Ellie had been warned about Barcelona.
Classified by some as the pickpocket capital of the world, the city is renowned for theft, and tourists are often told to be on high alert.
So when Ellie decided to go out one Saturday night with friends, she left her license, passport and credit card in the hotel. She wore a zipped up, crossbody bag, like the dorky Australian abroad she was, carrying with her only a little bit of cash, and her phone.
Hours went by, and the three women had a great night in La Rambla, the party district.
But as they walked home, watching the sun rise, Ellie noticed her bag felt lighter. When she reached in, she discovered her phone was no longer there.
She decided not to panic. The phone was not only switched off, it had a passcode no one would be able to guess. She let out a groan, but by the time she woke up the next day at 10am, she had moved on.
Well, until she checked her iPad.
An email appeared from her phone company that read, “You’ve exceeded your credit limit,” urging her to call immediately.
Ellie – it’s important to note – is exceptionally level-headed.
She’s calm. She’s rational. And she’s a problem solver.
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Her plan was capped at $250, she remembered. It couldn’t be that bad. She then used her iPad to locate her iPhone, and discovered it was still switched off.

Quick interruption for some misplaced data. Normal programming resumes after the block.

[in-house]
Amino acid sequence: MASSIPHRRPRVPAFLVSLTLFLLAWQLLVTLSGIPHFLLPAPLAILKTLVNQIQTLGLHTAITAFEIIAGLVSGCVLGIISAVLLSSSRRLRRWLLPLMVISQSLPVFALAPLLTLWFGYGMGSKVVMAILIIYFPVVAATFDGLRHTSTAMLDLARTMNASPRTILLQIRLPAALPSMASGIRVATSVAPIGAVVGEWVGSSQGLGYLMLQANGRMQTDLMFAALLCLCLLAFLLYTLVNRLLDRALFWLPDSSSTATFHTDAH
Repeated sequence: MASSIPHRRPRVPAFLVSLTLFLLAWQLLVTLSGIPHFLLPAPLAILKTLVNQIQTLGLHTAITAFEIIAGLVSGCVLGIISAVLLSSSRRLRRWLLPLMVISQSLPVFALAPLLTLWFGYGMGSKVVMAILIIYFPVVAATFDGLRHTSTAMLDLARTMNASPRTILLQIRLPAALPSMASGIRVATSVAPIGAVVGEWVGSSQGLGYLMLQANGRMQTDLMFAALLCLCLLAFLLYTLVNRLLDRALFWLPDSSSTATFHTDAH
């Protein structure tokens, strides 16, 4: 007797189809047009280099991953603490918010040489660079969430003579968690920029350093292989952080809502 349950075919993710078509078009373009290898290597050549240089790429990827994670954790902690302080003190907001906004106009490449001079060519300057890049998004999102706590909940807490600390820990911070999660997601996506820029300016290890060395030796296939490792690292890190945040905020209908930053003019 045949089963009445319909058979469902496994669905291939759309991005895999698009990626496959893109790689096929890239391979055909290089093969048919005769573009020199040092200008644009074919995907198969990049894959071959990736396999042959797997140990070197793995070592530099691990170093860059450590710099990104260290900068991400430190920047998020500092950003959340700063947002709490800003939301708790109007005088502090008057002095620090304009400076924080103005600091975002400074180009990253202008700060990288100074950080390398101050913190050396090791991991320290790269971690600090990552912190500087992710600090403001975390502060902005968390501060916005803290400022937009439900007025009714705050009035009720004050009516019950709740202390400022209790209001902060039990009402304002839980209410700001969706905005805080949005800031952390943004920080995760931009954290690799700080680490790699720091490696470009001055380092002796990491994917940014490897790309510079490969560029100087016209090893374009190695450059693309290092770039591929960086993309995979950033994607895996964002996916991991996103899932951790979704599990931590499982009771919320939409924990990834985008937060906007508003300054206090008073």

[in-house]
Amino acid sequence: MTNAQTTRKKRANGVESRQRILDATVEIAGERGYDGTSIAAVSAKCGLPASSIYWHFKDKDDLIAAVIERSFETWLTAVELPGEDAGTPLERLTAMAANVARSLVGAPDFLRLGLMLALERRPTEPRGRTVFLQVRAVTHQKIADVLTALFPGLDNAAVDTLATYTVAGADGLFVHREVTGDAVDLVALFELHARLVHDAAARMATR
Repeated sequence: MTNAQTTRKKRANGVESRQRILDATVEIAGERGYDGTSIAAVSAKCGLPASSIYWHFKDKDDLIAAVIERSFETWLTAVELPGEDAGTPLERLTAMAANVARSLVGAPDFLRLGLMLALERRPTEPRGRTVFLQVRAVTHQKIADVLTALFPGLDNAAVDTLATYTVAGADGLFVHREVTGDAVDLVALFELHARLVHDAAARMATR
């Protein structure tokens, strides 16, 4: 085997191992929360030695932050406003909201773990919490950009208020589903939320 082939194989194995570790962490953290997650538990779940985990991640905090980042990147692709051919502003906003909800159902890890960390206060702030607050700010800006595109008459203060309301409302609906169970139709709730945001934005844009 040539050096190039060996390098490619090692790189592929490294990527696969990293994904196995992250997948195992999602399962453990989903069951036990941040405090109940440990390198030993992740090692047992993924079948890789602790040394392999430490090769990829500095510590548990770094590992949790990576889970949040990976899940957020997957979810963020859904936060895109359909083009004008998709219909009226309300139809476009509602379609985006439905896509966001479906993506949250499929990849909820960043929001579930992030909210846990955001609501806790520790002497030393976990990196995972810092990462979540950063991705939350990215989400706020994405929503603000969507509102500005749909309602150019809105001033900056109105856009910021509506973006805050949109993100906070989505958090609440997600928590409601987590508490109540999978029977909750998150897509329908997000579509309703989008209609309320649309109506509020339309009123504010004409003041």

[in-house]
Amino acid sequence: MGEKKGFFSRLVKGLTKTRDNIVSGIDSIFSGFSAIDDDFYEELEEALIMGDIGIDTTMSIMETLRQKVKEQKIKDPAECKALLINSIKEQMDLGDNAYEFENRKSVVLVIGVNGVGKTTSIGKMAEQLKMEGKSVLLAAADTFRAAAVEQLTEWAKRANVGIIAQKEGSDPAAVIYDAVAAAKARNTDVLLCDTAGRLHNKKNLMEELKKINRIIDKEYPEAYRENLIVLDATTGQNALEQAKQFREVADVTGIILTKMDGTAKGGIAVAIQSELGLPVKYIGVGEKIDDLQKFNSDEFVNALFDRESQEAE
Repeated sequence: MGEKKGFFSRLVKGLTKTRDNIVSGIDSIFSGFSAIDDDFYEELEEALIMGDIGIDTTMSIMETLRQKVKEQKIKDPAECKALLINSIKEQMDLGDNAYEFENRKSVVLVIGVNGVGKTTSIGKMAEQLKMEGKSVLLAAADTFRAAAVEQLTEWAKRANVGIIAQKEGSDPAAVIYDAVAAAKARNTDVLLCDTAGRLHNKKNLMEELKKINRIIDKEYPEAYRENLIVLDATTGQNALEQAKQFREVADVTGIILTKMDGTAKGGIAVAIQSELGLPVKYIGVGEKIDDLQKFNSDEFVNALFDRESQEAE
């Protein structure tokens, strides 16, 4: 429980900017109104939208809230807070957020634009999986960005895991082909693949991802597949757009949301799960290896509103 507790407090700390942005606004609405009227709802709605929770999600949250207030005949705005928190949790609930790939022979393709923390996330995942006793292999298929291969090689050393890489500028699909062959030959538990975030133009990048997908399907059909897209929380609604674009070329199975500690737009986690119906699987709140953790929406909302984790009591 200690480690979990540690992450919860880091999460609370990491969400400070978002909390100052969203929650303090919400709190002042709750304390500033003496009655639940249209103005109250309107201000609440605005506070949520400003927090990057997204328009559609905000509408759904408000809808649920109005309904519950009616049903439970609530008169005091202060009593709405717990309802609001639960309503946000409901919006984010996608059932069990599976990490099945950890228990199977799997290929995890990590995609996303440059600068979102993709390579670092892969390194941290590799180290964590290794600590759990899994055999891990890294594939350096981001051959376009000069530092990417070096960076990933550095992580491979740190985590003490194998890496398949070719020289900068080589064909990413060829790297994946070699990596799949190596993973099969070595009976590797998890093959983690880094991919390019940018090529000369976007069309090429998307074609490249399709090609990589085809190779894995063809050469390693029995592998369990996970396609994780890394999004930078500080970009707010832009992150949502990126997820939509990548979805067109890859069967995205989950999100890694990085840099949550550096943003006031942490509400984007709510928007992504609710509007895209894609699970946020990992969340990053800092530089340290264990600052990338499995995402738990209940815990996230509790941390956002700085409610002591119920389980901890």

She took a deep breath.
Police. She should go to the police, she thought. But after a quick google search, Ellie discovered there was probably no point. Tourists were sometimes made to wait for eight or so hours to report their missing belongings. It was a Sunday morning, and every man and their dog would be lining up, getting the documents they needed to claim their lost or stolen belongings on travel insurance.
Ellie had a train to catch as they were off to Valencia for the Tomato Throwing Festival that afternoon. So off she went.
In Valencia, she met up with five friends, and they started drinking at their hotel, ready to go out that night. After a few hours, Ellie thought she might just check her phone bill online to see if there had been any charges.
“Oh my God,” she yelled.
“Oh my God,” she repeated.
Her friend asked, “What, what is it?” but Ellie didn’t yet have the words.